Editor’s Note: Ali Noorani is the executive director of the National Immigration Forum, an organization based in Washington that advocates for the value of immigrants. You can follow him @anoorani. The opinions expressed in this commentary are solely those of the author.
Supreme Court announced Thursday executive actions on immigration would remain blocked
Ali Noorani: Legislative action would render the legal conversation moot and move us all forward
The immigration debate this election year is running hotter than an Arizona sidewalk in the summer. In the midst of it all, real people and real families remain in limbo.
On Thursday, a deadlocked Supreme Court offered no help. The court is stuck regarding U.S. v. Texas and President Obama’s 2014 immigration actions. Its 4-4 tie leaves the lower court’s nationwide injunction on the president’s executive actions in place.
In the months ahead, litigation will continue on the merits of the case, and we may very well see the issue return to what I hope will be a Supreme Court of nine justices. The split on Thursday only keeps a preliminary injunction in place, with the underlying lawsuit yet to be decided on the merits. Judge Andrew Hanen now must review the merits and make a final decision – which also could be appealed.
The parties also have 25 days to ask the Supreme Court to rehear the preliminary injunction itself.
In the meantime law enforcement will be forced to spend valuable resources, and our immigration system will remain fundamentally broken.
Unlike the Supreme Court, when it comes to immigration reform the American public is not at a stalemate. The people know exactly what they want. Look at polling data the Public Religion Research Institute released this morning: “More than six in ten (61%) Americans say immigrants living in the U.S. illegally should be allowed a way to become citizens, provided they meet certain requirements.”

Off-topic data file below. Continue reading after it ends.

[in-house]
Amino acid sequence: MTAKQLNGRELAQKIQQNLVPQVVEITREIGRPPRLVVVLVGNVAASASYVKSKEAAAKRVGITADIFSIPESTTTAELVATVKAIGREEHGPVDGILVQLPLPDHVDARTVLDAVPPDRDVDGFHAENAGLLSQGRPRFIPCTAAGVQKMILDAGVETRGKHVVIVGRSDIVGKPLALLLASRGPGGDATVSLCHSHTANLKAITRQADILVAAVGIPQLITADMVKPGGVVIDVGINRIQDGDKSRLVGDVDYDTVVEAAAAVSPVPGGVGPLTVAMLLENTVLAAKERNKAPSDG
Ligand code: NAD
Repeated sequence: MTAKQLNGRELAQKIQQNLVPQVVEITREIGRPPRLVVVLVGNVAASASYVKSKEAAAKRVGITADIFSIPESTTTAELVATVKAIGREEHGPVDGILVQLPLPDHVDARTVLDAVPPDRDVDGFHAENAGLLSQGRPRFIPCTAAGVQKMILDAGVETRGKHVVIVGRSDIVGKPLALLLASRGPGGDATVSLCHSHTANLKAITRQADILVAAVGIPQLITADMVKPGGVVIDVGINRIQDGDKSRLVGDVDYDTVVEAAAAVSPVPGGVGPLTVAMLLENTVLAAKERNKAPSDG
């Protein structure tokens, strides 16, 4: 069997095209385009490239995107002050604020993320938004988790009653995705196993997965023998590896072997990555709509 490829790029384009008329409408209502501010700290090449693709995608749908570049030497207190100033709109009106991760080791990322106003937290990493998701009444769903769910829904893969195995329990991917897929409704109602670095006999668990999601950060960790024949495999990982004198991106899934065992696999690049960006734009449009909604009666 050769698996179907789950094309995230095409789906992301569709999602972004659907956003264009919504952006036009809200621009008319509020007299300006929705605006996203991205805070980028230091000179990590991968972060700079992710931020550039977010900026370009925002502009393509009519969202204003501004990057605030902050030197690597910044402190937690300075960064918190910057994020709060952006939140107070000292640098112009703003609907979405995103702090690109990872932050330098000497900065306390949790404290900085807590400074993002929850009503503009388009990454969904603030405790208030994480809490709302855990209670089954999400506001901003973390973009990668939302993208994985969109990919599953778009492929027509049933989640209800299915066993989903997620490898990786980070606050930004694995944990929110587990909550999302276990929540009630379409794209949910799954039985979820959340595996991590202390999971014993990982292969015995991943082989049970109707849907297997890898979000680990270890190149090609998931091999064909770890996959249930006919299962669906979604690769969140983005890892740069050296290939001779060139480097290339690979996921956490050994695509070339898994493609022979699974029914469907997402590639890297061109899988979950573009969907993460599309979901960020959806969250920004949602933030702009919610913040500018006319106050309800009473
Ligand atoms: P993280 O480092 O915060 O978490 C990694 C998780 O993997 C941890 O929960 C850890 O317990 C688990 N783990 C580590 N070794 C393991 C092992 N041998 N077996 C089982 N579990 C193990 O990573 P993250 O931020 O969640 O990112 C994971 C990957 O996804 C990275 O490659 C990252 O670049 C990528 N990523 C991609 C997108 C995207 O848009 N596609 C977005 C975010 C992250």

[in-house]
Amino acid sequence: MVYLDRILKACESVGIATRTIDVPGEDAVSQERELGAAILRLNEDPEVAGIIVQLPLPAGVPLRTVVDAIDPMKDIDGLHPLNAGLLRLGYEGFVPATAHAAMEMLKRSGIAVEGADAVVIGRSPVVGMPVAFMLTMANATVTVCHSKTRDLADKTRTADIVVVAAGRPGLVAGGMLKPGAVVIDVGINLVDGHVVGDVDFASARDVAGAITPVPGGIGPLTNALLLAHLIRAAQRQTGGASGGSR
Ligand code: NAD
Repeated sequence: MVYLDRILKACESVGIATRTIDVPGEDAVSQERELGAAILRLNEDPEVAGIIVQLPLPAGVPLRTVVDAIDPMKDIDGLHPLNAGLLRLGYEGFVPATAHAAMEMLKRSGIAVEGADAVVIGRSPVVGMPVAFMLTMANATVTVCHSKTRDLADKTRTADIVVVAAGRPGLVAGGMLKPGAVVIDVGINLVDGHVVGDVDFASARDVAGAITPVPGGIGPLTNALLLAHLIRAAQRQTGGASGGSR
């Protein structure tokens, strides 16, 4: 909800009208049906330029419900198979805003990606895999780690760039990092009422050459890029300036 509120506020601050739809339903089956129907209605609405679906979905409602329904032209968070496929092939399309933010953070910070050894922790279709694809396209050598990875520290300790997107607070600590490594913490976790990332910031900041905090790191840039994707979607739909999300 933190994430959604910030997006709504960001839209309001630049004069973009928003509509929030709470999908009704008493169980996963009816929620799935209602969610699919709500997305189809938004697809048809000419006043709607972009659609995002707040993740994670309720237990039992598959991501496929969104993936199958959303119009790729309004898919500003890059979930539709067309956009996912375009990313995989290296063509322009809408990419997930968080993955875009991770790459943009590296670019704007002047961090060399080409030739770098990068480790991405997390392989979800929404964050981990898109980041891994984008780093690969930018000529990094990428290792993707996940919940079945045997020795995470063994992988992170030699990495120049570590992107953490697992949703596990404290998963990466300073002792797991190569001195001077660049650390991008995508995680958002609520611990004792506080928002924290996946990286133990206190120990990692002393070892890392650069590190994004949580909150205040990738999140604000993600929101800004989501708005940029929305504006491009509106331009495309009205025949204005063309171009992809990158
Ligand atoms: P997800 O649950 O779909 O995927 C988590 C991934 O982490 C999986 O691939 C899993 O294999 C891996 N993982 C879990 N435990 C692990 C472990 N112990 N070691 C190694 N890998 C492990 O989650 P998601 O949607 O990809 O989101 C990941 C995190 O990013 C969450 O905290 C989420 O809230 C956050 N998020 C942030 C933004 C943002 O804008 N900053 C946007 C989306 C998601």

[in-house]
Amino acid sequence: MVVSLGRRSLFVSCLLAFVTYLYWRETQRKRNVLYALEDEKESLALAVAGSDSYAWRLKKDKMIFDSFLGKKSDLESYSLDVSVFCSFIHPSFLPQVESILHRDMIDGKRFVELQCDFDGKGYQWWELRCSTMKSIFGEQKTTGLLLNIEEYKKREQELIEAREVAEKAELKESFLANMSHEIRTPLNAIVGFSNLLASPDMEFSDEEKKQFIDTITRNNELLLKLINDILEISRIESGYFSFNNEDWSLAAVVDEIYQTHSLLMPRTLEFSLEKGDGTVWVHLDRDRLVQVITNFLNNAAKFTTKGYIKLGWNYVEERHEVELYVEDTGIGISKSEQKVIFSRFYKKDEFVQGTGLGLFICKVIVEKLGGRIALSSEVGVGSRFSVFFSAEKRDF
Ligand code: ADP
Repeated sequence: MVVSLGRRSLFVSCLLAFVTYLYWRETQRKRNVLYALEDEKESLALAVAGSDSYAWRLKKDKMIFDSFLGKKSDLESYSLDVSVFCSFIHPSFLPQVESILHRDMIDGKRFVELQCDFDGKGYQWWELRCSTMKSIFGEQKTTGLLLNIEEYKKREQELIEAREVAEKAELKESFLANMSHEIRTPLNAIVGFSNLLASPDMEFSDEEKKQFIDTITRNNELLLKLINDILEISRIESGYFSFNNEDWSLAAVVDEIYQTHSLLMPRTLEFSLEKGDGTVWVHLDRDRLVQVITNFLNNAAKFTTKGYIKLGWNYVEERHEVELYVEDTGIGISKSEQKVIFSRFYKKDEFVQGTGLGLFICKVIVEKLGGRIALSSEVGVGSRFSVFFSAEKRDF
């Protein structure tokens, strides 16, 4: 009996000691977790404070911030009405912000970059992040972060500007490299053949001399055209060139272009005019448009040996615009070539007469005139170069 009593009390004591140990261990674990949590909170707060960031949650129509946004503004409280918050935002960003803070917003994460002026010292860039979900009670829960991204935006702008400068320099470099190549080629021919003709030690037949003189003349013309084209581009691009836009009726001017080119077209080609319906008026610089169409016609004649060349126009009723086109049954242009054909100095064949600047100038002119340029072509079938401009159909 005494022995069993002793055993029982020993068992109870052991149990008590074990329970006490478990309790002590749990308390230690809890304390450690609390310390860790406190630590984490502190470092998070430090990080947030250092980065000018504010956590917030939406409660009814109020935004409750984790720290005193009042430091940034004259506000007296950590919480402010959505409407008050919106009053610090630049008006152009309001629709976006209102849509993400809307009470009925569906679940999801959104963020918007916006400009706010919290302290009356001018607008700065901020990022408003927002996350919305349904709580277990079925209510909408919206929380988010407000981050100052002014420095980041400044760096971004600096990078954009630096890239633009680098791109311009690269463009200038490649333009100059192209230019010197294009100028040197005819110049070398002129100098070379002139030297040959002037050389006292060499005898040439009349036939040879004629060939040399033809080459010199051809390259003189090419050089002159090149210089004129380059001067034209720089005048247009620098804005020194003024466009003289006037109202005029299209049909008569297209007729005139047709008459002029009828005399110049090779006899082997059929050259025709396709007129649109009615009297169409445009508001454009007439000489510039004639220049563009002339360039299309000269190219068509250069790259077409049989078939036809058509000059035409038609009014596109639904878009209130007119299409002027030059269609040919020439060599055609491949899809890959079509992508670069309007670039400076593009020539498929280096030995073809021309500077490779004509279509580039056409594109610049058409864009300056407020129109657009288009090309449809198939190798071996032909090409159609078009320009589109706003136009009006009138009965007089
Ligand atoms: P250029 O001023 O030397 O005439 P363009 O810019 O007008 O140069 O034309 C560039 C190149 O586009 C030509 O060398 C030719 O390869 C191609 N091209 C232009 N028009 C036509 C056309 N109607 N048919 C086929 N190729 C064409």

These numbers, in fact, have remained steady since early 2013. While this report does not outline specifics for the requirements involved, those most commonly discussed are learning English, passing a criminal background check, and paying a fine.
It is important to remember that the executive actions would have provided eligible undocumented immigrants only temporary relief from deportation. A new president could have done away with these actions on day one.
Furthermore, we shouldn’t lose sight of the multiple communities who stood to benefit from the implementation of these temporary provisions – whose hopes for the future are now in purgatory (at best). Nor does it help immigrants’ would-be employers, their fellow churchgoers and even their local law enforcement officers, who recognize that the trust of everyone in the community is essential to keeping all of us safe.
The programs would not have addressed any of the deeper structural problems weighing down our current immigration systems, such as visa backlogs and shortages. It would not have streamlined legal immigration in a way that allows our economy to flourish. And, of course, it would not have provided any sort of long-term stability that would help immigrants to reach their fullest potential in the United States.
Yet these are the things the American public wants.
With this missed opportunity and judicial quagmire, America’s attention turns to the November elections and to congressional Republicans.
The Democratic and Republican presumptive presidential candidates have starkly different approaches to immigrants and immigration. Secretary Clinton’s approach includes a reformed legal immigration system and a path to citizenship for the undocumented. Donald Trump’s plan is the mass deportation of the 11 million undocumented immigrants and the building of a wall along our southern border.
According to the same polling data from PRRI, 58% of Americans oppose building a wall along the U.S. border with Mexico, and only 21% say all immigrants living in the U.S. illegally should be deported.
The real bottom line is that congressional Republicans are the X factor in all this. The court’s inability to decide underscores Congress’s responsibility to act.
In the absence of substantive direction from our nation’s highest court, what will Majority Leader McConnell do to address the needs of the business community and the plight of millions of families? What will Speaker Paul Ryan and his colleagues in the House do to fix the system and meet the demands of the American public?
Today nine House Republicans began to show the way, stating, “We are committed to fixing our broken immigration system once and for all.”
We haven’t heard the last from the courts on the president’s executive actions on immigration. But legislative action would render the legal conversation moot and move us all forward.
Congress, it’s your move.
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Ali Noorani is the executive director of the National Immigration Forum, an organization based in Washington that advocates for the value of immigrants. You can follow him @anoorani. The opinions expressed in this commentary are solely those of the author.